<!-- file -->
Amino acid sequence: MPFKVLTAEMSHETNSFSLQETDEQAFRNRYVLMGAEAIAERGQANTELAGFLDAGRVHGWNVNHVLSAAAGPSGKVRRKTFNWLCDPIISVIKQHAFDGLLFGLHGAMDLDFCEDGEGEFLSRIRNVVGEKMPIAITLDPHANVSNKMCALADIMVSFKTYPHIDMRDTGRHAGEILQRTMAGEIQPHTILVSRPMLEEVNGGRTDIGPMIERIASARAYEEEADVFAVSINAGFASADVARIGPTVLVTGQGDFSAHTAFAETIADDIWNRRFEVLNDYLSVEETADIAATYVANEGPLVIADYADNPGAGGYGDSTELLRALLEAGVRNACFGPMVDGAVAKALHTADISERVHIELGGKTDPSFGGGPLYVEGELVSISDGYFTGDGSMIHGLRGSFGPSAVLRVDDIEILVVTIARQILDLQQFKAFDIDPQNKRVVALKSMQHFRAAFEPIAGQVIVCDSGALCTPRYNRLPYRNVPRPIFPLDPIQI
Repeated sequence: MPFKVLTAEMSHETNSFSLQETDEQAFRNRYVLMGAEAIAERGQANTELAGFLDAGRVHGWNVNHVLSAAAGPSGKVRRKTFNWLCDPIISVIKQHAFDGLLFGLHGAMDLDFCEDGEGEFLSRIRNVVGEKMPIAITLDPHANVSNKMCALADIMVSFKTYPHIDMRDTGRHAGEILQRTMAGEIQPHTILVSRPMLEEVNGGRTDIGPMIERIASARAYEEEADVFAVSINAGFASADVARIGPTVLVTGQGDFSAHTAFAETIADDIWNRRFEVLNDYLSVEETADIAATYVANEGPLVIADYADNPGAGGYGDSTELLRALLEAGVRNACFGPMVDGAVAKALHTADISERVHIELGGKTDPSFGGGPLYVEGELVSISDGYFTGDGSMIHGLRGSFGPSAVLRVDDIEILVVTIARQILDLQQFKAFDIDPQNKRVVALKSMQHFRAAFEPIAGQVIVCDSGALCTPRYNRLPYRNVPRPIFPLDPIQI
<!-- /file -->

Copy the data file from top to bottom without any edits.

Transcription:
Amino acid sequence: MPFKVLTAEMSHETNSFSLQETDEQAFRNRYVLMGAEAIAERGQANTELAGFLDAGRVHGWNVNHVLSAAAGPSGKVRRKTFNWLCDPIISVIKQHAFDGLLFGLHGAMDLDFCEDGEGEFLSRIRNVVGEKMPIAITLDPHANVSNKMCALADIMVSFKTYPHIDMRDTGRHAGEILQRTMAGEIQPHTILVSRPMLEEVNGGRTDIGPMIERIASARAYEEEADVFAVSINAGFASADVARIGPTVLVTGQGDFSAHTAFAETIADDIWNRRFEVLNDYLSVEETADIAATYVANEGPLVIADYADNPGAGGYGDSTELLRALLEAGVRNACFGPMVDGAVAKALHTADISERVHIELGGKTDPSFGGGPLYVEGELVSISDGYFTGDGSMIHGLRGSFGPSAVLRVDDIEILVVTIARQILDLQQFKAFDIDPQNKRVVALKSMQHFRAAFEPIAGQVIVCDSGALCTPRYNRLPYRNVPRPIFPLDPIQI
Repeated sequence: MPFKVLTAEMSHETNSFSLQETDEQAFRNRYVLMGAEAIAERGQANTELAGFLDAGRVHGWNVNHVLSAAAGPSGKVRRKTFNWLCDPIISVIKQHAFDGLLFGLHGAMDLDFCEDGEGEFLSRIRNVVGEKMPIAITLDPHANVSNKMCALADIMVSFKTYPHIDMRDTGRHAGEILQRTMAGEIQPHTILVSRPMLEEVNGGRTDIGPMIERIASARAYEEEADVFAVSINAGFASADVARIGPTVLVTGQGDFSAHTAFAETIADDIWNRRFEVLNDYLSVEETADIAATYVANEGPLVIADYADNPGAGGYGDSTELLRALLEAGVRNACFGPMVDGAVAKALHTADISERVHIELGGKTDPSFGGGPLYVEGELVSISDGYFTGDGSMIHGLRGSFGPSAVLRVDDIEILVVTIARQILDLQQFKAFDIDPQNKRVVALKSMQHFRAAFEPIAGQVIVCDSGALCTPRYNRLPYRNVPRPIFPLDPIQI